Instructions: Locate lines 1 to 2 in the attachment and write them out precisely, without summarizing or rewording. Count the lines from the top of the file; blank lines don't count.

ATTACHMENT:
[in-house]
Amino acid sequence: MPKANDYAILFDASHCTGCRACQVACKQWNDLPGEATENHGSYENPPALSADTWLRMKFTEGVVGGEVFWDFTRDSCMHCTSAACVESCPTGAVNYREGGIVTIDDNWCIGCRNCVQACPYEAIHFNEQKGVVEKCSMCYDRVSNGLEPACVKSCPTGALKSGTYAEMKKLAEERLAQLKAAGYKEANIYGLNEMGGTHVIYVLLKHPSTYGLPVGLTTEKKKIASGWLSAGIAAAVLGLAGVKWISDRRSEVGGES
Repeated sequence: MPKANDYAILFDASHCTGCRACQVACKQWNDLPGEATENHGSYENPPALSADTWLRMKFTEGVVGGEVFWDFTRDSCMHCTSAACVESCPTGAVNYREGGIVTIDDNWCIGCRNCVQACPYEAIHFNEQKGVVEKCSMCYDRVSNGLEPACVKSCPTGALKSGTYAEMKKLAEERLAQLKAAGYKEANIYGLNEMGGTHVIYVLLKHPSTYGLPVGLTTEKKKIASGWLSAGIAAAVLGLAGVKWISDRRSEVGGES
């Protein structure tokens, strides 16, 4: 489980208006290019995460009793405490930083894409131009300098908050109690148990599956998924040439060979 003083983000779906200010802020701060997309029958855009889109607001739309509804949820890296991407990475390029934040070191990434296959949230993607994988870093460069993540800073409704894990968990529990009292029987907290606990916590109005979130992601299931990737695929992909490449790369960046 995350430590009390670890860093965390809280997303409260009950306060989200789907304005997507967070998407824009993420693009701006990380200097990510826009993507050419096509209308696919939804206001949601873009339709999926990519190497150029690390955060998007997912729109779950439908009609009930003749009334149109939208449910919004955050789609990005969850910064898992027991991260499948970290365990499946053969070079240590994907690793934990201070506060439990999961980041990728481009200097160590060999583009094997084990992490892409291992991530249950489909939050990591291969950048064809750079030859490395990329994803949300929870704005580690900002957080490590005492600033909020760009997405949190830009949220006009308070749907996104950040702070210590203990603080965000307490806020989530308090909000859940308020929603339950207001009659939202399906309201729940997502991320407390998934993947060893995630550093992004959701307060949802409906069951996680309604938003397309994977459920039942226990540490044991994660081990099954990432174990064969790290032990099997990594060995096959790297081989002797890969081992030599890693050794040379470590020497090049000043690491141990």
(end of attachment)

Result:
[in-house]
Amino acid sequence: MPKANDYAILFDASHCTGCRACQVACKQWNDLPGEATENHGSYENPPALSADTWLRMKFTEGVVGGEVFWDFTRDSCMHCTSAACVESCPTGAVNYREGGIVTIDDNWCIGCRNCVQACPYEAIHFNEQKGVVEKCSMCYDRVSNGLEPACVKSCPTGALKSGTYAEMKKLAEERLAQLKAAGYKEANIYGLNEMGGTHVIYVLLKHPSTYGLPVGLTTEKKKIASGWLSAGIAAAVLGLAGVKWISDRRSEVGGES